Doctors told Lauren and Thom to make sure Mya knows that Jason’s recovery does not rest solely on her, as she could become traumatized and take on the responsibility if things go awry, Lauren said.

No date has been set for the surgery, but doctors are saying it will occur within the next couple of months. Though the procedure itself only takes about an hour and a half, Jason and Lauren will spend about eight weeks at the Children’s Hospital of Philadelphia (CHOP).

While there are risks involved with any surgery, doctors said Mya should bounce right back after the procedure, possibly suffering from some soreness.

As the family awaits the surgery, the community is banding together to provide whatever help they can.

“We have a lot of friends and family and neighbors,” Lauren said. “We have a good support system.”

Soon after Jason was first diagnosed, the support system became evident, with even some people the family barely knew becoming involved in fundraising.

“I think we both were surprised and touched,” Lauren said.

Though at first it was hard to accept the overwhelming help offered by those around them, Lauren and Thom soon realized they simply could not go it alone.

A group of supporters came together to fund, a Web site to spread the word about Jason and collect donations to help with his growing medical bills. Lauren Rogero and Helmetta Borough Clerk Sandra Bohinski, both neighbors, have teamed up to host two fundraising events.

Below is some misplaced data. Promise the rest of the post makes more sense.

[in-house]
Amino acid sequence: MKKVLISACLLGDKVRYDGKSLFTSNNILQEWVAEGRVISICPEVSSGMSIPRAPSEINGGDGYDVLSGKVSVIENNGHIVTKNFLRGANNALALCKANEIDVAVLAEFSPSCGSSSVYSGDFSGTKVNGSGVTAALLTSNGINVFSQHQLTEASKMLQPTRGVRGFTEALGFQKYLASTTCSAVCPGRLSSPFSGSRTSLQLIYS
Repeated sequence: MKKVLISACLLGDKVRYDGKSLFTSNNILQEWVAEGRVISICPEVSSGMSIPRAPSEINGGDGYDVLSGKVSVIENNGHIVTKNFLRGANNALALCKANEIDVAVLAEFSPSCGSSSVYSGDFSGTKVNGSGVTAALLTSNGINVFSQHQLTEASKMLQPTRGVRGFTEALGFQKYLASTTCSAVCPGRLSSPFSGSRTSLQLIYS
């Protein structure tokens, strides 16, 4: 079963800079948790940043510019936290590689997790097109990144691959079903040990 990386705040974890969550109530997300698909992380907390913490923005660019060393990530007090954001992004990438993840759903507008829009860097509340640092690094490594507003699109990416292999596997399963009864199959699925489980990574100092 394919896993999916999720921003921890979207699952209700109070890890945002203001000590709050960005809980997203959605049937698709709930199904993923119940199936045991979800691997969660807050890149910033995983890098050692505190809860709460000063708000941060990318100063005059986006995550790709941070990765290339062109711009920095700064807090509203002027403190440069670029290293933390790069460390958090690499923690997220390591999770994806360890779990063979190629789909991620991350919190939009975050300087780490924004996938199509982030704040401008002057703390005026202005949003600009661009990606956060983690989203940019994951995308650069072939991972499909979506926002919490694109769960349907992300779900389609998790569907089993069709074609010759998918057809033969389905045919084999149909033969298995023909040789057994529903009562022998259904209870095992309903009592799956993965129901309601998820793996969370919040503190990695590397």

“It’s a horrible situation,” Rogero said. “They’re great people. They’re just so strong. They’re just very positive and optimistic, which you have to be.”

A garage sale will be held at 5 and 7 Lake Ave. in Helmetta on Oct. 4 and 5, starting at 8 a.m., with all proceeds going to the D’Angelo family. Rogero and Bohinski are soliciting donations to be sold at the sale. Donations can be dropped off at 7 Lake Ave.

The women are also planning a tricky tray event for Nov. 21, the proceeds of which will also go to Jason’s cause. Doors will open at 6 p.m. at the Holy Trinity Parish Center, 100 Main St. The $10 admission fee will include tickets for prizes, with drawings beginning at 7 p.m. The evening will also include refreshments and a 50/50. Donations for prizes are being accepted.

For more information on either event, contact Lauren Rogero at 732-605-0309, or Sandra Bohinski at 732-521-3012. To learn more about Jason or to donate, visit